Health & Fitness

FPL donates $1 million to Miami Cancer Institute to bolster proton therapy program

Eric Silagy, CEO of Florida Power & Light Company, embraces Sharon Prolow, a proton therapy patient, during a ceremony announcing that FPL is donating $1 million to the Miami Cancer Institute, part of Baptist Health South Florida. The donation will help support proton therapy to treat pediatric cancer patients with more precision.
Eric Silagy, CEO of Florida Power & Light Company, embraces Sharon Prolow, a proton therapy patient, during a ceremony announcing that FPL is donating $1 million to the Miami Cancer Institute, part of Baptist Health South Florida. The donation will help support proton therapy to treat pediatric cancer patients with more precision. pportal@miamiherald.com

People with cancer who receive radiation treatment — especially children — risk suffering permanent damage to their healthy organs,

But a $1 million donation to the Miami Cancer Institute from Florida Power & Light aims to bolster proton therapy, which reduces collateral damage from radiation.

“The group of patients that will benefit the most are children,” said Dr. Minesh Mehta, chief of radiation oncology at Miami Cancer Institute, part of Baptist Health South Florida.

“Children are growing and unnecessary radiation of tissue results in major stunting and side effects — these are lifelong side effects.”

Relying on sophisticated computer software and simulation, proton therapy allows radiation to beam to the edge of a tumor but travel no farther, according to Mehta. Standard radiation treatments dissipate throughout the body, potentially affecting other organs.

There are fewer than 50 proton therapy programs in the world, and none in the Caribbean or Latin America. Since it opened in 2017, the Proton Therapy Center at the Miami Cancer Institute has treated nearly 500 patients, including more than 60 children.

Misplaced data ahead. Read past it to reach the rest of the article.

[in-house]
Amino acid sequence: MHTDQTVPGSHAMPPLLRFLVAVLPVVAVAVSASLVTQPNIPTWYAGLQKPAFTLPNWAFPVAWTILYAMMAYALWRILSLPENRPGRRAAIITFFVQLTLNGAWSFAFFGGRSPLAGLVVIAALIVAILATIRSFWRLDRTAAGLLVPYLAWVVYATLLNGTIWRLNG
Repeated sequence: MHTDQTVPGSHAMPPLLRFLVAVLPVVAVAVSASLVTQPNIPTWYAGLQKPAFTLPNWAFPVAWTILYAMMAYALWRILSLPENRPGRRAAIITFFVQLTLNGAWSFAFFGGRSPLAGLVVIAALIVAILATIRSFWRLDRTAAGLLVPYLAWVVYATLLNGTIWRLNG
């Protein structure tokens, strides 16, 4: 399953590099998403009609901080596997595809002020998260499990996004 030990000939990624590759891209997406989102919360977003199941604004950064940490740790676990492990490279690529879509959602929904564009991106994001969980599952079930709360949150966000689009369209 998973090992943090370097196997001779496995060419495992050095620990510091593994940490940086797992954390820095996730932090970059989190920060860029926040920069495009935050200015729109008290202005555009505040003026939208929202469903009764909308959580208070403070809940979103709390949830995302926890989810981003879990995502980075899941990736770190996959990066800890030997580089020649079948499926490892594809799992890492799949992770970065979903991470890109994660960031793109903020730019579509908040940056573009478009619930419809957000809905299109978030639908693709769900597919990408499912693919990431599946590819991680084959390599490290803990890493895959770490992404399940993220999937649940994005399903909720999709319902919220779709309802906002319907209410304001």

Dr. Matthew Hall, who oversees pediatric radiation at MCI, used to have to send children with cancer all over the country to access proton therapy programs.

“Now that we have proton therapy here in our community, no one should ever have to leave home again,” Hall said.

When Sharon Prolow’s breast cancer returned, she worried about leaving her two children for months to seek treatment elsewhere.

An elevated risk of heart disease in her family meant the 51-year-old Prolow wanted to avoid traditional radiation therapy. After she found out about the proton therapy program in Miami, Prolow realized she could stay at home in Jupiter with her family.

She went through her proton therapy for several months earlier this year, coming every afternoon from her job as a financial adviser in Brickell. Because of the finely tuned radiation, she felt only slightly fatigued following her treatment and experienced none of the negative side effects she’d been dreading.

The strength of the children she saw at the clinic gave her the strength to overcome her cancer.

“Every day I walked in here, I saw the children who were getting their treatment,” Prolow said. “And they were the ones who inspired me. They were the real heroes, because I knew if they could get it and go through it, I certainly could too.”

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